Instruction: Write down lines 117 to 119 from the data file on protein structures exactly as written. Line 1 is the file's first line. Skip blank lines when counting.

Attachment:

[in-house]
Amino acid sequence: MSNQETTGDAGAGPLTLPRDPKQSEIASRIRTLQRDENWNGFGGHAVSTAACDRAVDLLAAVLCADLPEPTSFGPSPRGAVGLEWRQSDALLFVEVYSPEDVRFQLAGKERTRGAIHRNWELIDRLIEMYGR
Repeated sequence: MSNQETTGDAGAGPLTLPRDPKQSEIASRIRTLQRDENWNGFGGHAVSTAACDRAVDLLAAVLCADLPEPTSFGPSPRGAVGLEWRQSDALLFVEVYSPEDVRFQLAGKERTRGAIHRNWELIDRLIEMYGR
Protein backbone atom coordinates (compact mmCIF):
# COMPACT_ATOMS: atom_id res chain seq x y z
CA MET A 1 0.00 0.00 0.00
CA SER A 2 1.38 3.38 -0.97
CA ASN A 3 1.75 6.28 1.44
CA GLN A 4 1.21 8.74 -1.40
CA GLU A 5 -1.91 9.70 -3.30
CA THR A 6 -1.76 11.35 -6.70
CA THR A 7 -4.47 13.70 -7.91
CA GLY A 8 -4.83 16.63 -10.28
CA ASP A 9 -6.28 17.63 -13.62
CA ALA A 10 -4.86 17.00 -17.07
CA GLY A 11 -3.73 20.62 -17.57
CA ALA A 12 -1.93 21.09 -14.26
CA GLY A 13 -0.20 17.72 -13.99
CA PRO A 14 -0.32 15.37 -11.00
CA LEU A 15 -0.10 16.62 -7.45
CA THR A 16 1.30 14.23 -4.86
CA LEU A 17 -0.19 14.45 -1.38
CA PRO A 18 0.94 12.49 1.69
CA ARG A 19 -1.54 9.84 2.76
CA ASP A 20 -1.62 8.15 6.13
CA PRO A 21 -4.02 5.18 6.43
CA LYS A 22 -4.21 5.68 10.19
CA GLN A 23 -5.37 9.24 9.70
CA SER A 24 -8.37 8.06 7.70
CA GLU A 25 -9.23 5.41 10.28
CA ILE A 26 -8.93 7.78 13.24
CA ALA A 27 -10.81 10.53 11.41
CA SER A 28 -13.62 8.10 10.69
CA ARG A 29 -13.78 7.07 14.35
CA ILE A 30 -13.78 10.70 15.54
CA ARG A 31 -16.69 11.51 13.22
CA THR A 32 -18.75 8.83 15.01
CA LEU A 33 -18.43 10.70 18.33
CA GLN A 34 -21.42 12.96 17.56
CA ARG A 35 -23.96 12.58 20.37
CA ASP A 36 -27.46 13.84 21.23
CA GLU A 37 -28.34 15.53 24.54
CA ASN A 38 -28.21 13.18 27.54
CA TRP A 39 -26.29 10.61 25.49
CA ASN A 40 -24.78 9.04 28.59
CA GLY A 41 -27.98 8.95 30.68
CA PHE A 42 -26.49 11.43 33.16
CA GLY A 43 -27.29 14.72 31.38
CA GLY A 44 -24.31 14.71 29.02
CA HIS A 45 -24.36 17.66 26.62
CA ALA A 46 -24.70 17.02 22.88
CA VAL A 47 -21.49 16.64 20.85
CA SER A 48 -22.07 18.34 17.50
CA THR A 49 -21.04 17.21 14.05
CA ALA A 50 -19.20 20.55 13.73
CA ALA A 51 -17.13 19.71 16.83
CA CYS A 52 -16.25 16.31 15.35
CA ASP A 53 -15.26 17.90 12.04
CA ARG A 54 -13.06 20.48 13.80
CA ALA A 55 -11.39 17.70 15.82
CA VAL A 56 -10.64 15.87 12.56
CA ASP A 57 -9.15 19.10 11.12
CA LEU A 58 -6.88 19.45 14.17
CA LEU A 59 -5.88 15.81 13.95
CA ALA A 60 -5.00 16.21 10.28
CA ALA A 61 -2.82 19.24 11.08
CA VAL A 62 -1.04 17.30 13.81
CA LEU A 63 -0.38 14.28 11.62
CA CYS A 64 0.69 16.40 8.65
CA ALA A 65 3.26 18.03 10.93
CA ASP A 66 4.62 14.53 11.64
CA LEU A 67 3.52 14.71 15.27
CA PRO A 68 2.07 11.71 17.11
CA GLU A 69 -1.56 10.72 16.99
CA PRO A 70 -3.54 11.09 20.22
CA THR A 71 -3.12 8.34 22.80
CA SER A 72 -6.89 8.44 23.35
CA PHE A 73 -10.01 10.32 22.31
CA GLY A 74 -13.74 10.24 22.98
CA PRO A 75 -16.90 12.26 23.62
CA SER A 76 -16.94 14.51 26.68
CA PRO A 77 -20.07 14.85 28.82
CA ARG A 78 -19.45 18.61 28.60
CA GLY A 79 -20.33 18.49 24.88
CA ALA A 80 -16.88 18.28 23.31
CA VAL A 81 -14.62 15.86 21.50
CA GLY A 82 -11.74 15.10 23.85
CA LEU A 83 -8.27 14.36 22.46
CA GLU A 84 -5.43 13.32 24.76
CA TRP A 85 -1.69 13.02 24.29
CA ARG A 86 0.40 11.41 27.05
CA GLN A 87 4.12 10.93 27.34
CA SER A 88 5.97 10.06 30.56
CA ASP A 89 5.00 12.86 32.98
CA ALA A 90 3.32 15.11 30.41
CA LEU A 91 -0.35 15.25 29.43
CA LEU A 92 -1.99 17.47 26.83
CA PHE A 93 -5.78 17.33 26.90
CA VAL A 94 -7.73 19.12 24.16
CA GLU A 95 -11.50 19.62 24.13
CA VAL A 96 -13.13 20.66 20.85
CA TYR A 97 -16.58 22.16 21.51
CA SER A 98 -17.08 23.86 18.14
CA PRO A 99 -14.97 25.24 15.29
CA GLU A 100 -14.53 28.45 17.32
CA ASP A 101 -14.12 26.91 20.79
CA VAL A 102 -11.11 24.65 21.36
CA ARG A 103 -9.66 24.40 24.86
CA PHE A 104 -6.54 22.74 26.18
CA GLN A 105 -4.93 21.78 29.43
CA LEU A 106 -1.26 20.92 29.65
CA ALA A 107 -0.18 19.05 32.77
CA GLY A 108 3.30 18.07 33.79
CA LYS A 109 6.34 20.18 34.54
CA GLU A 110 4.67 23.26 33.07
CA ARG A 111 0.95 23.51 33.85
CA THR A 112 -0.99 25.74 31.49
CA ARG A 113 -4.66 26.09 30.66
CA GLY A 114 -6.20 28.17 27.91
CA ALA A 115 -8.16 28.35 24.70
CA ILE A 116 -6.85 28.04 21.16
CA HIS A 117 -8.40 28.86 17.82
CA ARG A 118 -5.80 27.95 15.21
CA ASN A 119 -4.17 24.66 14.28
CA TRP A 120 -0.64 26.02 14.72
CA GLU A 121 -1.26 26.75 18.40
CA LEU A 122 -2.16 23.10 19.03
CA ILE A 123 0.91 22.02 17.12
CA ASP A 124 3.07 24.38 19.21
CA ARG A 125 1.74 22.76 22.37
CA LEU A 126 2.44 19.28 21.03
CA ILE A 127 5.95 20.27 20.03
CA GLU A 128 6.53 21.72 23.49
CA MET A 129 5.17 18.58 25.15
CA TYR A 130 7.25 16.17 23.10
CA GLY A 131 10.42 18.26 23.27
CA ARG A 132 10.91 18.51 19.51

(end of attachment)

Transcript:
CA THR A 112 -0.99 25.74 31.49
CA ARG A 113 -4.66 26.09 30.66
CA GLY A 114 -6.20 28.17 27.91